Summer is in full swing, and with Independence Day already celebrated we turn our gaze to the rest of July.  Ten years ago, National Minority Health Awareness Month was designated to shed light on the challenges faced by underrepresented groups in the United States. To support the efforts of the National Alliance on Mental Illness (NAMI) and their 2018 campaign #CureStigma, we are directing our attention to various facets of Minority Mental Health Issues this month.


This week, I have the privilege of focusing on Latina women and the challenges faced by many while striving to live a life of balance.  It is quite likely that numerous individuals of other cultural backgrounds will identify with some of these obstacles as mental health subjects are not limited to any one group of society. The truth is, mental illness is an equal opportunity conundrum. Emotional distress can affect anyone regardless of culture, gender, economics, education, and age.


Latina women in the U.S. have their hands full as they are bombarded with expectations to which they are encumbered either by family or by their own volition. One of the many cultural challenges faced is a centuries honored tradition known as familismo: family honor rooted in placing the family’s needs above one’s own, loyalty, and protection of immediate and extended family members. Familismo has often been misunderstood among mental health circles and has been taken to mean co-dependency even within the same culture.


In an attempt to remain politically correct, just as within various Hispanic/Latino cultures living in the U.S., there are varying levels of diversity and judgment. Recently immigrated women from Spanish-speaking countries will have differing views from women whose ancestors have lived in the U.S. since before it was colonized.  Despite one’s level of acculturation and assimilation, bias within family units remains.


Consider the young Latina who puts marriage and children on hold (temporarily or indefinitely) while she decides to pursue her career. If she does not know how to roll her tortillas or her “R’s” for that matter, she will be judged harshly by the matriarchs within her community.  As does the woman who has devoted her life to raising children, keeping the home, supporting her life-long partner and then continues the pattern once grandchildren hit the scene.  Both can be judged harshly by the very family members they hold near and dear to their hearts, causing incredible pain because of their glances or their malentendidos or indirectas (those judgmental passive-aggressive glances or comments that often lead to hurt feelings).


Even without the added trauma of sexual abuse, domestic violence, cultural demands can be stressful and often a source of limiting beliefs that can paralyze us with anxiety or send us into a state of depression or panic. Fear can be debilitating, but it is rooted in ignorance. Once you make a decision to be culturally self-aware ask yourself, what am I afraid of? Almost always, it has its origins in something that is hard to define because it comes from a deep place within your irrational thoughts that might be traced to generations in our distant past. Therefore, knowledge is power. Once you realize that you do not know, set out to learn more about it. NAMI reports mental illnesses common among Latinos are generalized anxiety disorder, major depressive disorder, post traumatic stress disorder (PTSD), and alcoholism.  National statistics record that suicide attempts for Hispanic girls in grades 9-12 were 50% higher than that for White girls and female suicidal ideation is twice that of boys in the same grades. Yet, White girls receive mental health treatment twice as often as Hispanic girls according to statistics gathered in 2014 by the U.S. Department of Health and Human Service-Office of Minority Health.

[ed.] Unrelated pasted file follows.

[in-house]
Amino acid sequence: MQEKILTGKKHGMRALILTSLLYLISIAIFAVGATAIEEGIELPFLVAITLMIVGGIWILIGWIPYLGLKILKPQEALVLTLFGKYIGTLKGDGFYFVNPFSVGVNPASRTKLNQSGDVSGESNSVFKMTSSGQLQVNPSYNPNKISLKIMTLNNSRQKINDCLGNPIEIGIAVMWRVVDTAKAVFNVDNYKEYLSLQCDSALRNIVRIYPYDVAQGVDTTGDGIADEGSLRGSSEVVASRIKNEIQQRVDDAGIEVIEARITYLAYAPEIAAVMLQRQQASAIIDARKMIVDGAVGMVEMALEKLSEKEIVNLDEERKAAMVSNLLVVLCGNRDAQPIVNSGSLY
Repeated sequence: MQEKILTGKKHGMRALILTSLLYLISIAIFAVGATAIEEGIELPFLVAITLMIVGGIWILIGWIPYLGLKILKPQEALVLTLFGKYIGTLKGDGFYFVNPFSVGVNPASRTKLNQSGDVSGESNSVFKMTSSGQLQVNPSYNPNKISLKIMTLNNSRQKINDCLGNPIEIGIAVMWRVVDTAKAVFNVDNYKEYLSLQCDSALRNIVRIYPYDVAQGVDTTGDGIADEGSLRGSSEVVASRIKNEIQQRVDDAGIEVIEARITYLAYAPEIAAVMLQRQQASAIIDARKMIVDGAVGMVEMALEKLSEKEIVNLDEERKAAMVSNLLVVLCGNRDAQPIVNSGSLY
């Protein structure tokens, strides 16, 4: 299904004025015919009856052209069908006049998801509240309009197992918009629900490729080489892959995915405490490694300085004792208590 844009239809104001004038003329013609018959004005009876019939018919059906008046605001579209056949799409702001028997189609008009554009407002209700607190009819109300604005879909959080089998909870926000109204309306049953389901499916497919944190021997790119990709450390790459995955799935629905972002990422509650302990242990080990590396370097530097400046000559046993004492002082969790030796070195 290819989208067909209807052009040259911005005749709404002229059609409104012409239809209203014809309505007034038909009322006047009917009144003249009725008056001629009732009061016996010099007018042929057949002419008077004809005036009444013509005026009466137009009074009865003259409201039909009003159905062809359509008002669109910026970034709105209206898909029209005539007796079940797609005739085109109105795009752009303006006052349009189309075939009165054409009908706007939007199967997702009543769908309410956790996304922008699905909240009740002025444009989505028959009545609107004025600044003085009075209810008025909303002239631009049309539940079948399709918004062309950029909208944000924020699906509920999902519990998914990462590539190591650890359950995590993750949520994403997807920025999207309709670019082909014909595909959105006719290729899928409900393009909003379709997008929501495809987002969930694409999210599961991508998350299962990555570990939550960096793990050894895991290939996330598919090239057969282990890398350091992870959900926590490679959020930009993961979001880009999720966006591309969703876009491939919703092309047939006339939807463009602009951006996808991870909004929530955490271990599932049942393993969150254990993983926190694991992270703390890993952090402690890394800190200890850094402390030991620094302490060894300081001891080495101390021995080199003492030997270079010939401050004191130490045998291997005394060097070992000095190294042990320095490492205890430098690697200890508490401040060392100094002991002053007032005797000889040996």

Sadly, within our beautiful cultura mental wellness and therapy fall under the categories of ignorance and fear. Many who refuse help are afraid of what they don’t know. Surprisingly, however, those who are willing to be culturally self-aware muster the courage to take a chance. More often than not, I have encountered women (and men) who came to counseling for the very first time and left asking themselves (and me), “why did I wait so long?”  I’ll tell you why, because your abuelita, tía, madrina, vecina, or mamá convinced you that you were loca for wanting to talk to anyone outside of the familia and to just pray about it and everything will work out. They loved us so much that they inadvertently helped to create a stigma that getting help is wrong or unacceptable.


So what can you do?

  1. Become self-aware – for yourself and for our children. Be willing to admit that you can’t do this alone (none of us can!).
  2. Remember that what others say, think, or do is notyour responsibility. Relieve yourself from the burden of carrying the consequences of other people’s actions. What is more valuable than your mental health or that of your children?
  3. Forgive yourself. Free yourself from the weight of carrying any unnecessary shame or doubt and work on controlling what you can: your thoughts, your words, your actions.
  4. Seek help!  A competent counselor can help you gain clarity.


It is crucial that you seek therapy if you find yourself stuck, whether in a state sadness, weakness, despair, or anger. Find a therapist who is culturally competent, who will offer you unconditional positive regard, and work to understand your situation. The right counselor will work WITH you to help you develop a treatment plan that places value on your individual needs.


The truth is, everyone needs help, and that is why we are here. #CureStigma